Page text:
The pinnacle of wine qualifications

Graduating StudentsAbout three years ago, I embarked on a journey that has led to my having a constant headache and a nagging feeling that “I should be studying!” writes Harshal Shah, who reports for India’s premier wine magazine, Sommelier India from Australia, and was formerly SI contributing editor based in Delhi. Harshal entered the Master of Wine programme, while still in India, and calls it “an arduous, masochistic pilgrimage, leading to what some would regard as the pinnacle of wine qualifications.” Left: MW graduates pictured at Vintners’ Hall in London in early November 2013

There are just over 300 of these masochists in the world today and I would hazard the guess that most of them have had to forgo many of life’s pleasures over a period of years simply to gain those two letters after their names. But despite my headache and missing out on numerous great books, films and nights out, I wouldn’t change any of this for the world!
The Master of Wine programme is run by the Institute of Masters of Wine which is modelled on the trade guilds of the 19th and 20th centuries. The qualification was initially offered to the UK wine trade in the early 1950s, with the first Master of Wine examination being held in 1953. Its purpose was – and is – to improve the standard of wine knowledge in the wine trade. Whilst the programme and the syllabus have changed dramatically over the last 60 years, the standards required to enter the programme and to attain the MW remain painfully high.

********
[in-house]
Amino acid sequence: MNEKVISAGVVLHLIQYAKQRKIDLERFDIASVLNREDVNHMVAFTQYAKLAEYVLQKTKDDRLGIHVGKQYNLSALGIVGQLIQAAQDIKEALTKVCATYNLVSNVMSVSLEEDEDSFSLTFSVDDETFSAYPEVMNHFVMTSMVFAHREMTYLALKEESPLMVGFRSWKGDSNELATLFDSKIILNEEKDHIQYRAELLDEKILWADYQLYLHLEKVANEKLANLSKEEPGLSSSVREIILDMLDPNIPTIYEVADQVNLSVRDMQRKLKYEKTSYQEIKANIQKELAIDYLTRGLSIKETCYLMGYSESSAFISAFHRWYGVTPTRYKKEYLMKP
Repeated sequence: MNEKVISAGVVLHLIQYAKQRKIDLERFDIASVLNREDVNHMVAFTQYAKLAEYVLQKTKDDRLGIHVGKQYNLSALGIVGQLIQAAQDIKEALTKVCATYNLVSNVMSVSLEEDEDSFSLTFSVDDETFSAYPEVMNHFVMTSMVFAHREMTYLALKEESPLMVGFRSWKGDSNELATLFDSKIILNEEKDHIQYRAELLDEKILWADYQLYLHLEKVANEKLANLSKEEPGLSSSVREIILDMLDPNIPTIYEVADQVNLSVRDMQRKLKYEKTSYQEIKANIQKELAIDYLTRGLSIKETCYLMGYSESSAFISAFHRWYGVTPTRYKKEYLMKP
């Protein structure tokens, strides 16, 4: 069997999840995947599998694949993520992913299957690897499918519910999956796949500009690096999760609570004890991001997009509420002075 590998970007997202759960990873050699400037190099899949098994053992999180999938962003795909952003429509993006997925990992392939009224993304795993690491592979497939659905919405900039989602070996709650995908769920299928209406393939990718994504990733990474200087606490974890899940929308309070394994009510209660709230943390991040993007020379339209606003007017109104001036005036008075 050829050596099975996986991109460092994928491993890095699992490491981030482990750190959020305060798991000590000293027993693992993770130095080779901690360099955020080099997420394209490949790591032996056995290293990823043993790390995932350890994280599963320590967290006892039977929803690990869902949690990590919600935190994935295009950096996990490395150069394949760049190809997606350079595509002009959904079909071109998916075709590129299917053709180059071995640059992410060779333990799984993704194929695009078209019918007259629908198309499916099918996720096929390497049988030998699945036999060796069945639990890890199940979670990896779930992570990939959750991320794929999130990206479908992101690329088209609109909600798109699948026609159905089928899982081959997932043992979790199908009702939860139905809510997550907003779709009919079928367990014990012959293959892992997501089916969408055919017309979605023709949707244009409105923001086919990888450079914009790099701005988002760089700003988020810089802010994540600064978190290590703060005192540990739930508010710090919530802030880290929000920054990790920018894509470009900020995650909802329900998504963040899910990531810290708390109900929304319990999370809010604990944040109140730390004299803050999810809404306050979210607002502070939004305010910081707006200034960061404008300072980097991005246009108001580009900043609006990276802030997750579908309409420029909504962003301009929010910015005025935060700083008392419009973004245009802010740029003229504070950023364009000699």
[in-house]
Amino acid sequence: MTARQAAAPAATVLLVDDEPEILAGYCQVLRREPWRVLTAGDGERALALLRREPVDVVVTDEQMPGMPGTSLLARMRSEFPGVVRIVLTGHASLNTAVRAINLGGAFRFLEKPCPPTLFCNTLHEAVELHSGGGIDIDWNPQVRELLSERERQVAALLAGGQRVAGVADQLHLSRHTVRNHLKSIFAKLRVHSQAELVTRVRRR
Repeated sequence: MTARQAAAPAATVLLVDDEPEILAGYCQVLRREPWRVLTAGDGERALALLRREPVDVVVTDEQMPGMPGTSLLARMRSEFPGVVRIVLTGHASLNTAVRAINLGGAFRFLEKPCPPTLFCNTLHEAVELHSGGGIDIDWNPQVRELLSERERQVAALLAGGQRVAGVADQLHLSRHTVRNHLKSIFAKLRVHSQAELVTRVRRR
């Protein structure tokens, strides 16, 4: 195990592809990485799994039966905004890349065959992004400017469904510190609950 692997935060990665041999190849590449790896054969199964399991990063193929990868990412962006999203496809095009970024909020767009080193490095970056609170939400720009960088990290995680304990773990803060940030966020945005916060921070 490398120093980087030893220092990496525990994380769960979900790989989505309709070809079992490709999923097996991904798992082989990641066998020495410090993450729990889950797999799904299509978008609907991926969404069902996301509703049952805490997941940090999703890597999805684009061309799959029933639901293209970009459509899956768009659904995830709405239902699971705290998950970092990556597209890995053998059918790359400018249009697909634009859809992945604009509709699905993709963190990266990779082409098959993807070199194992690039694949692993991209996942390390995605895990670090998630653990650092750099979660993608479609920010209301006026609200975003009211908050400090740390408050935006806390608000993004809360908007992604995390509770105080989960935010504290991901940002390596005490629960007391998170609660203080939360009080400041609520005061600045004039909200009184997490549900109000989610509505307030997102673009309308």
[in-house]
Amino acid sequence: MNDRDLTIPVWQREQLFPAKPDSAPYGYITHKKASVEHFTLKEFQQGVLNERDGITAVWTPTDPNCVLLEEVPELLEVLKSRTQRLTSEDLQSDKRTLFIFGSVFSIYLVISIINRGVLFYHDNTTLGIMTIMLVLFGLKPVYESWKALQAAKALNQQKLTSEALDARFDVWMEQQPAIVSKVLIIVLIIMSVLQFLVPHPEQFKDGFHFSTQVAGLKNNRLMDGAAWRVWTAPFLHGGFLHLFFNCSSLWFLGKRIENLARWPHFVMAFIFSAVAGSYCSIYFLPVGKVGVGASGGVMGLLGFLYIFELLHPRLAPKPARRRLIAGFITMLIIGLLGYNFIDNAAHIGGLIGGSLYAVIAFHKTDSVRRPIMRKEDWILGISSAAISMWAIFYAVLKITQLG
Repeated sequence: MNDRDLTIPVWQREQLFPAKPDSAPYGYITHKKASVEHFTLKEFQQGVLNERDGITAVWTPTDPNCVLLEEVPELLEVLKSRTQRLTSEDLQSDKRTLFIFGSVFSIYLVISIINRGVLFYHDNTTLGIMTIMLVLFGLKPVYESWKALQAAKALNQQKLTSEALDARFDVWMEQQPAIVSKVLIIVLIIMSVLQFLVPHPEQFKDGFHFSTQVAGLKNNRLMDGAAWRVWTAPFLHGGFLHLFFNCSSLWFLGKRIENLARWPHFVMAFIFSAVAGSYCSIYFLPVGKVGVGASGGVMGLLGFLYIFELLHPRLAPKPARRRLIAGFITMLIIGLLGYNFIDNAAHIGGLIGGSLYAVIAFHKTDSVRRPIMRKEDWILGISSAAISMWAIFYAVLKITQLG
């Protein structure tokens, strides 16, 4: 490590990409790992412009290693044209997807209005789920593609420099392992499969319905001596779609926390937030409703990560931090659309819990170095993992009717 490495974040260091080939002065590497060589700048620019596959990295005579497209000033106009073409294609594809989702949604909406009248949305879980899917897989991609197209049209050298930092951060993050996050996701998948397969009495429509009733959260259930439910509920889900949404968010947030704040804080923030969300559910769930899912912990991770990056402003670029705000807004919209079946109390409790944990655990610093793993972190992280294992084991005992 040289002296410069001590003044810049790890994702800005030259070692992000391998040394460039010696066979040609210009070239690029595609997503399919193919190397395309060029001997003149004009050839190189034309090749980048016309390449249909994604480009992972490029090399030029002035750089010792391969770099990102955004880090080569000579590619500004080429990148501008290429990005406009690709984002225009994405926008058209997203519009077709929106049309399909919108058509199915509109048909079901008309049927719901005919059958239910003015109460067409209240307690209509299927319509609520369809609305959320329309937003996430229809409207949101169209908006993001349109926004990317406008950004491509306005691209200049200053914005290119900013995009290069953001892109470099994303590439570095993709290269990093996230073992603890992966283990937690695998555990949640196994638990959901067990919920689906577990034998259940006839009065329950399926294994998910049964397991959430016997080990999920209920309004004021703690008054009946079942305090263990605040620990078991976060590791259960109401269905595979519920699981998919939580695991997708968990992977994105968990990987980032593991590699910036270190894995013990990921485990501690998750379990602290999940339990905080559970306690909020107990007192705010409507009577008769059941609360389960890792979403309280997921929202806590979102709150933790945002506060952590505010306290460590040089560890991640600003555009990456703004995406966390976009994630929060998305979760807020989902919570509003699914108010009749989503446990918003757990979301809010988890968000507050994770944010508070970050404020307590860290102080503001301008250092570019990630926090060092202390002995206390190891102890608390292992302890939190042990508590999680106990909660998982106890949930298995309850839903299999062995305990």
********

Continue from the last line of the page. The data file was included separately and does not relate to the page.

It is now, of course, open to anyone from anywhere in the world who can support their reason for entering the programme by passing a written entrance examination as well as a theoretical tasting exercise. (There are officially three of us in the course from India).
Ideally, previous wine qualifications such as the WSET Diploma or winemaking or wine-related degrees should be held by potential candidates. Over the last decade, only eight, on average, have passed the final exams each year of the 300 or so candidates in the programme every year.
Read Harshal Shah’s article as he prepares to sit for the MW exam, in the April-May 2014 issue of Sommelier India, now distributed to subscribers and also available digitally via the App Store through Magzter.

See also  Santorini and its acclaimed white grape – Assyritiko

Be the first to comment

Leave a Reply